In 1961 and 1962 artist Harvey K. Littleton, a professor of fine arts at the University of Wisconsin and son of the director of research at the Corning Glass Works, held a series of informal workshops to explore the art of hot glassmaking in a studio setting. Until then, almost without exception, glass objects had been blown or molded in an industrial context—that is, they were factory made. In the 1870s, the French designer Émile Gallé had made a radical change in the prevailing attitude toward glass as art by being the first modern artist to sign his work, just as painters and sculptors did. Nevertheless, art glass continued to be blown in factories, such as Orrefors in Sweden, Tiffany in the United States, and Lalique in France.
In the 1960s, Littleton became convinced, after visiting a few European glassmakers working alone, that an artist could maintain a complete glassmaking facility within a studio; thanks to his determination and the creation of a low-melting glass formula by artist Dominick Labino, the studio glass movement was born.
Progress was so swift that when, a decade later, The Metropolitan Museum of Art established a department devoted to the arts of the twentieth century, its curators sought out not only the innovative glass art of Harvey Littleton and Dominick Labino, but also the work of such emerging artists as Dale Chihuly, Michael Glancy, and Jon Kuhn. Glass art had arrived.
During the 1970s, in both Europe and the United States, the liberal political and social climate encouraged a new freedom in artistic expression. Artists who wanted to work in the medium of glass could take courses in colleges and universities and even graduate with a degree in glassmaking. Dale Chihuly, whose masterworks in glass and remarkable enthusiasm helped establish glass in the art world, founded the Pilchuck School near Seattle, devoted solely to the making of glass art and to teaching the various techniques available to artists.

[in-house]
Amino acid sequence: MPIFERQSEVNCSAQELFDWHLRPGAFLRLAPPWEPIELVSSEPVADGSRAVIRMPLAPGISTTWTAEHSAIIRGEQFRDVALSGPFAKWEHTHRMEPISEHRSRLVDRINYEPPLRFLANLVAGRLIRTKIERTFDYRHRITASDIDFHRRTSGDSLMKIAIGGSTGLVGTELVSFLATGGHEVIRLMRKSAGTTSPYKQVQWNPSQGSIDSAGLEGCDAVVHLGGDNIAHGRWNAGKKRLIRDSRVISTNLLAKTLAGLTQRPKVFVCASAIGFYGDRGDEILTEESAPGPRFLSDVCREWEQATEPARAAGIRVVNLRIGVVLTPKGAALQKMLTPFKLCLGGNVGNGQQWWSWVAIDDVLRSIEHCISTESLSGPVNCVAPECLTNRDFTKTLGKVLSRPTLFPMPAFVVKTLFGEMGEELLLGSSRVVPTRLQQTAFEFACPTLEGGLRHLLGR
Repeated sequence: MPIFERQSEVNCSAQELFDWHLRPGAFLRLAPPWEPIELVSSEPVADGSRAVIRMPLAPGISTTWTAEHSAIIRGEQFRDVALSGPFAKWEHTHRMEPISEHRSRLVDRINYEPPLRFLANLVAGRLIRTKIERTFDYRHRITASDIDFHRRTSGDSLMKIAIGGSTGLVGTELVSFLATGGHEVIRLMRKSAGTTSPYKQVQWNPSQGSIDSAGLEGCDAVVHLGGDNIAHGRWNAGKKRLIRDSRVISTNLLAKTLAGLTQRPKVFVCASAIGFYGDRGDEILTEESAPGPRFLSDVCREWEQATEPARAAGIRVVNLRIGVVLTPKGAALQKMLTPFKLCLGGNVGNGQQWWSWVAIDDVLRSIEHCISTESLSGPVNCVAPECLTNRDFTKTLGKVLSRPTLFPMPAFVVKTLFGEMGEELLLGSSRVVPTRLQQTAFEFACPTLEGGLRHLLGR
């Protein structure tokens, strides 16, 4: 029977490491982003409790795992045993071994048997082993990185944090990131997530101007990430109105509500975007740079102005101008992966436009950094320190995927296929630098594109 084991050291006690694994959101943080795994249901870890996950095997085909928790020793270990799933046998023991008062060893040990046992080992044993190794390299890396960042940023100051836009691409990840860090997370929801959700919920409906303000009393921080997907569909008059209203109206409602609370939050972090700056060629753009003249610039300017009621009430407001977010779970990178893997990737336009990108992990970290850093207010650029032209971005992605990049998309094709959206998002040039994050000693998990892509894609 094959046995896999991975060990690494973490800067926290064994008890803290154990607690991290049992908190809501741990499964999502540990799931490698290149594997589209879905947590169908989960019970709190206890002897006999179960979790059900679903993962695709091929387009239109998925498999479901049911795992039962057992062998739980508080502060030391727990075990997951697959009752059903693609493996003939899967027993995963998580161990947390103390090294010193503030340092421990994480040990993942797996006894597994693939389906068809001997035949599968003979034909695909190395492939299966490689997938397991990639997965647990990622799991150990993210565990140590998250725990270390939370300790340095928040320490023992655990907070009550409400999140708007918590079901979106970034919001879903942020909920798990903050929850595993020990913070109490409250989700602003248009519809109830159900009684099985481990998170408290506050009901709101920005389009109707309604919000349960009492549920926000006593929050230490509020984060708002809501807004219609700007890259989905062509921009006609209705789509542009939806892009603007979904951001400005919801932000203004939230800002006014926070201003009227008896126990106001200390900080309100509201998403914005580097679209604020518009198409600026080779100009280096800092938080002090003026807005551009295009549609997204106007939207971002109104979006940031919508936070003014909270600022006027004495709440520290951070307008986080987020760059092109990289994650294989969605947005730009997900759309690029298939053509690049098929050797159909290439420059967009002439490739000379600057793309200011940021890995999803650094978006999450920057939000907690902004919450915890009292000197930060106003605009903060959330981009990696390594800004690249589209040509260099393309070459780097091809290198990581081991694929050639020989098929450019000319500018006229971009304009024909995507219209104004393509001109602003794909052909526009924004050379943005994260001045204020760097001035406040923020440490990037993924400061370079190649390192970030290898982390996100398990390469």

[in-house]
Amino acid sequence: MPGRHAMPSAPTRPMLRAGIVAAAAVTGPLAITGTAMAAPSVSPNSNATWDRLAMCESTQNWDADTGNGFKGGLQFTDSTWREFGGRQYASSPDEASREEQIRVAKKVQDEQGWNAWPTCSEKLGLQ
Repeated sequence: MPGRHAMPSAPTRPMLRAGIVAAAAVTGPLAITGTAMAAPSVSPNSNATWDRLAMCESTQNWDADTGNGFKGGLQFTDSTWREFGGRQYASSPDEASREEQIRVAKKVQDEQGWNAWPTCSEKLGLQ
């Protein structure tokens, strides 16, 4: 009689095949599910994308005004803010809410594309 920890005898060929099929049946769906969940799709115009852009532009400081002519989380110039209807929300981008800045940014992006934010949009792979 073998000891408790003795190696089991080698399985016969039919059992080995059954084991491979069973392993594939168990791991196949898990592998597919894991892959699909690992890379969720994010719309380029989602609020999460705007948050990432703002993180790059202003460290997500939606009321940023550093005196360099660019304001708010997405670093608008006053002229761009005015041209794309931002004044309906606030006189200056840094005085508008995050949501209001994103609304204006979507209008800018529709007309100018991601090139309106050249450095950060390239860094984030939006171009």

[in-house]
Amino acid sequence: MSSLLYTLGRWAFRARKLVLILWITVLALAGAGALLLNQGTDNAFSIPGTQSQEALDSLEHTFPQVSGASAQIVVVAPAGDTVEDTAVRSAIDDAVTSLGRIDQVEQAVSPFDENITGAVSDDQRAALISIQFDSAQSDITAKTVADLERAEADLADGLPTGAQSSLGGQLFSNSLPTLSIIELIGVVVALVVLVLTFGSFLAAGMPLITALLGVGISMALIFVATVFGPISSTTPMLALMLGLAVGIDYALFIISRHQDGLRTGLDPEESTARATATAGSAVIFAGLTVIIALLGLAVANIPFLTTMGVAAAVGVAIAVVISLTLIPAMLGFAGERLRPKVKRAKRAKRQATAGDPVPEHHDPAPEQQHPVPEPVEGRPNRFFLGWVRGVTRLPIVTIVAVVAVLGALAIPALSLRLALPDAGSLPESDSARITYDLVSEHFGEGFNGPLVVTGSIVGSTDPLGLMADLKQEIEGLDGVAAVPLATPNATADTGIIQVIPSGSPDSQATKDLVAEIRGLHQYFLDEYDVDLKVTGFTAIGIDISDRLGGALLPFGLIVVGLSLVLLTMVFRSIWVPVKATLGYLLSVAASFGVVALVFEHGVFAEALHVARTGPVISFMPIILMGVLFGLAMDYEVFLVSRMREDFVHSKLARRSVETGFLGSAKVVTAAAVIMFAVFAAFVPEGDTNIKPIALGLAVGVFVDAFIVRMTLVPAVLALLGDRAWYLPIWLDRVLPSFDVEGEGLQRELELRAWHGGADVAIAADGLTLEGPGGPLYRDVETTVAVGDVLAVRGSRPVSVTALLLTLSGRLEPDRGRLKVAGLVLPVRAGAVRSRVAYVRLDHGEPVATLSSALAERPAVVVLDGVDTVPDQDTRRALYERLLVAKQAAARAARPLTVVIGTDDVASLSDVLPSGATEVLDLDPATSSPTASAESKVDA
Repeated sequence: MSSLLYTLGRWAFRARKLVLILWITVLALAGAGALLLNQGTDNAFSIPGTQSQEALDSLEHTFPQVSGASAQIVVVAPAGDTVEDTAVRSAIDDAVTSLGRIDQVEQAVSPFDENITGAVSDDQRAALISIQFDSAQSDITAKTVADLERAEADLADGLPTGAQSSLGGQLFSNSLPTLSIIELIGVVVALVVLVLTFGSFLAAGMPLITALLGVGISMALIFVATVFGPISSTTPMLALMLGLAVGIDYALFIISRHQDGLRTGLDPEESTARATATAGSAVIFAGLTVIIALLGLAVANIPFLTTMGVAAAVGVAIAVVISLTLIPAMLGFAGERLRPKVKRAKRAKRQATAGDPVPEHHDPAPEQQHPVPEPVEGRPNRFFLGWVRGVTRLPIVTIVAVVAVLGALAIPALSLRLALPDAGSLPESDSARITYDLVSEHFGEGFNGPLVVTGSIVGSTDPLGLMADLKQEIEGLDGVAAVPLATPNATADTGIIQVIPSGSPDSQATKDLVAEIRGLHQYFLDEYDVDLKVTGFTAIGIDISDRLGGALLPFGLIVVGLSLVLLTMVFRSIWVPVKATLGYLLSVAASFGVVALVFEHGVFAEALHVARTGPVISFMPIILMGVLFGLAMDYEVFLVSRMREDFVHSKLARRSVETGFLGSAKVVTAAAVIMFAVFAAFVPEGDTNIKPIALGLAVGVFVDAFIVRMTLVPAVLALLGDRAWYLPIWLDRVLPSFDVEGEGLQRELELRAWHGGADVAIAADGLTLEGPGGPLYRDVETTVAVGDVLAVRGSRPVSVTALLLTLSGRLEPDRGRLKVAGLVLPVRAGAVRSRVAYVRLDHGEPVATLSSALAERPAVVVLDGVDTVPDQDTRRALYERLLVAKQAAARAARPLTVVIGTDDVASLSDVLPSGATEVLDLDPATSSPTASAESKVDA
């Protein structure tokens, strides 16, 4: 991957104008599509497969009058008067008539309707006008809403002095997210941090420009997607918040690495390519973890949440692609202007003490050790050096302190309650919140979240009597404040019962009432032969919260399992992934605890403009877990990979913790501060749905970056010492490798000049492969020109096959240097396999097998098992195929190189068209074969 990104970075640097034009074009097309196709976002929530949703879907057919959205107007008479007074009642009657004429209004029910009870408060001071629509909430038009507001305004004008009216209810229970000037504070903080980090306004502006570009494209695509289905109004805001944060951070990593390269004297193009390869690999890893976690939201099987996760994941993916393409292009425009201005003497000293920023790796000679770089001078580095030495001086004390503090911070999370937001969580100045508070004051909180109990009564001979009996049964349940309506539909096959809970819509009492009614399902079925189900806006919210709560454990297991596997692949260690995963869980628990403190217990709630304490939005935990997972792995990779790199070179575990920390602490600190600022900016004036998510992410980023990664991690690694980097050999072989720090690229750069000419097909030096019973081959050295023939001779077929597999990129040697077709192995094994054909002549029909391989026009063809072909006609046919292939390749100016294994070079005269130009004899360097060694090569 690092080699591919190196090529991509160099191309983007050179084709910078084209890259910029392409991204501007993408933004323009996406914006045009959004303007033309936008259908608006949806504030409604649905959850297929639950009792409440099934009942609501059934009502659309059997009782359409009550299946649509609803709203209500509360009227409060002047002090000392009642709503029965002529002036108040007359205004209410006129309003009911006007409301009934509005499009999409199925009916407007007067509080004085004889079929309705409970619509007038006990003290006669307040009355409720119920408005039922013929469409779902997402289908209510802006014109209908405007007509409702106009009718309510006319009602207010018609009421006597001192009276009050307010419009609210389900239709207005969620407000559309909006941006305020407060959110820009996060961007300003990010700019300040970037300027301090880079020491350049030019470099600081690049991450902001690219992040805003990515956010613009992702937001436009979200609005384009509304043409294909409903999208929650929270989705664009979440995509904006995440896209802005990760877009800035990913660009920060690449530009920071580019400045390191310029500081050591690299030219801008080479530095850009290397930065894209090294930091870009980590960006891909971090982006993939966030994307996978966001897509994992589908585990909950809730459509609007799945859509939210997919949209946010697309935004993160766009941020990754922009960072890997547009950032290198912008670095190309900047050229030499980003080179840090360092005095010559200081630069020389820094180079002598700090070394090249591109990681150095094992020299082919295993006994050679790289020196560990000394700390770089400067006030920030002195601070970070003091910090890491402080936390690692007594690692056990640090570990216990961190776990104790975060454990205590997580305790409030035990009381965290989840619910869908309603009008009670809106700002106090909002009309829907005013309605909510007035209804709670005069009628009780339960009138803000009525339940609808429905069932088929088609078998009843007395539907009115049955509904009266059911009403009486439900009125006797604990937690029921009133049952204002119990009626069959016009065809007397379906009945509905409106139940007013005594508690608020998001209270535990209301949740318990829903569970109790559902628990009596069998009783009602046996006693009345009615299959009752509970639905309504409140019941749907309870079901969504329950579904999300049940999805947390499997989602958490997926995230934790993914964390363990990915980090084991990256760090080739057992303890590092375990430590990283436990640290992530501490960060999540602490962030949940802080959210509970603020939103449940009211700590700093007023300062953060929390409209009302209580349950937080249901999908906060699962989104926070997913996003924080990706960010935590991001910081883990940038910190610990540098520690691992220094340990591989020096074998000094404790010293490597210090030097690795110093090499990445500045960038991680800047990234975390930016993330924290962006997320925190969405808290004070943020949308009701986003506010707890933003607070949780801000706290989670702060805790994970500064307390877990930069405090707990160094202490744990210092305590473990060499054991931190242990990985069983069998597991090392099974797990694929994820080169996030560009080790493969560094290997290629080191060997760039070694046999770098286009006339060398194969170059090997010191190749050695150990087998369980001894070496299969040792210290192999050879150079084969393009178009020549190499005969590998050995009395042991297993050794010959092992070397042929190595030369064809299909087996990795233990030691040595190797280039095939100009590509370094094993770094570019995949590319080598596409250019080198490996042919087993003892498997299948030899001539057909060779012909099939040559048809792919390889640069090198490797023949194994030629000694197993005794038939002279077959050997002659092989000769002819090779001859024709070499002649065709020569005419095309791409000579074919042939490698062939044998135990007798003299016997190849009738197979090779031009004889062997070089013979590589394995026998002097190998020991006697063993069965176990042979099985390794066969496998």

Experiments in abstract sculpture gave way to narrative works and assemblages that often conveyed a personal message. Erwin Eisch, working in Bavaria, engraved and painted his glass portrait heads of Picasso and Buddha with images expressing the horrors of war. Ginny Ruffner explored the women's liberation movement and the history of art through her lamp-worked sculptures.
Artists no longer had to rely on the glass industry to create unique masterpieces of glass art. Thomas Patti's brilliant experiments with fused plate glass, Howard Ben Tré's heroic work in large-scale molded-glass sculpture, Mary Shaffer's sensuous slumped glass and metalwork, and William Morris's virtuoso forms with their evocation of the past attest to the virtually limitless opportunities now available to studio artists.